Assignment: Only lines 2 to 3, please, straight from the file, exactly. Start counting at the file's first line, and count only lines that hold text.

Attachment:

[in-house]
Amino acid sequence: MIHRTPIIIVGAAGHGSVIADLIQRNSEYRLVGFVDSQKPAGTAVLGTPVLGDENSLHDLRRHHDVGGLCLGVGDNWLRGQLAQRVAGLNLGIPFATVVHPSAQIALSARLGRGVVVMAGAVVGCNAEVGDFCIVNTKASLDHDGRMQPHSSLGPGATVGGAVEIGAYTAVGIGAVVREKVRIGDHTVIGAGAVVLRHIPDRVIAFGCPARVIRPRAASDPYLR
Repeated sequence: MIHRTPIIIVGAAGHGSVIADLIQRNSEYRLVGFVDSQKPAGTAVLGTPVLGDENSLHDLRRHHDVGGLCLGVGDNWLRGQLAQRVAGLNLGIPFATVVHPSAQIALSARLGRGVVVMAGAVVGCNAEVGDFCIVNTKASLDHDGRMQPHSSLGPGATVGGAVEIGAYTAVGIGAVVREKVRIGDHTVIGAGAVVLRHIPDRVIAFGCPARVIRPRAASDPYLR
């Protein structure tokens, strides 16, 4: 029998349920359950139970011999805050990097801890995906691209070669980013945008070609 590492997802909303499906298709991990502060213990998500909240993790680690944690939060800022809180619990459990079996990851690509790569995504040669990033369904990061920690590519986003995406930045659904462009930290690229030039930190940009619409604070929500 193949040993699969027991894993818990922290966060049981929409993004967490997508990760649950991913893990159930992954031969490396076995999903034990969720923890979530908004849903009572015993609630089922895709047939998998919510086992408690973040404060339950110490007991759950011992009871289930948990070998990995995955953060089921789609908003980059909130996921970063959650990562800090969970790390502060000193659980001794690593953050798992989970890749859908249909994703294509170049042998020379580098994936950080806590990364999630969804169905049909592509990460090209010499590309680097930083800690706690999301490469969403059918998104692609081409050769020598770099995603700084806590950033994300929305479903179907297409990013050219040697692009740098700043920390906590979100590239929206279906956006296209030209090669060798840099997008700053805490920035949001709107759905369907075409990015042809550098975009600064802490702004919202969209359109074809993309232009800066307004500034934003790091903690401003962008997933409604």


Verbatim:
Amino acid sequence: MIHRTPIIIVGAAGHGSVIADLIQRNSEYRLVGFVDSQKPAGTAVLGTPVLGDENSLHDLRRHHDVGGLCLGVGDNWLRGQLAQRVAGLNLGIPFATVVHPSAQIALSARLGRGVVVMAGAVVGCNAEVGDFCIVNTKASLDHDGRMQPHSSLGPGATVGGAVEIGAYTAVGIGAVVREKVRIGDHTVIGAGAVVLRHIPDRVIAFGCPARVIRPRAASDPYLR
Repeated sequence: MIHRTPIIIVGAAGHGSVIADLIQRNSEYRLVGFVDSQKPAGTAVLGTPVLGDENSLHDLRRHHDVGGLCLGVGDNWLRGQLAQRVAGLNLGIPFATVVHPSAQIALSARLGRGVVVMAGAVVGCNAEVGDFCIVNTKASLDHDGRMQPHSSLGPGATVGGAVEIGAYTAVGIGAVVREKVRIGDHTVIGAGAVVLRHIPDRVIAFGCPARVIRPRAASDPYLR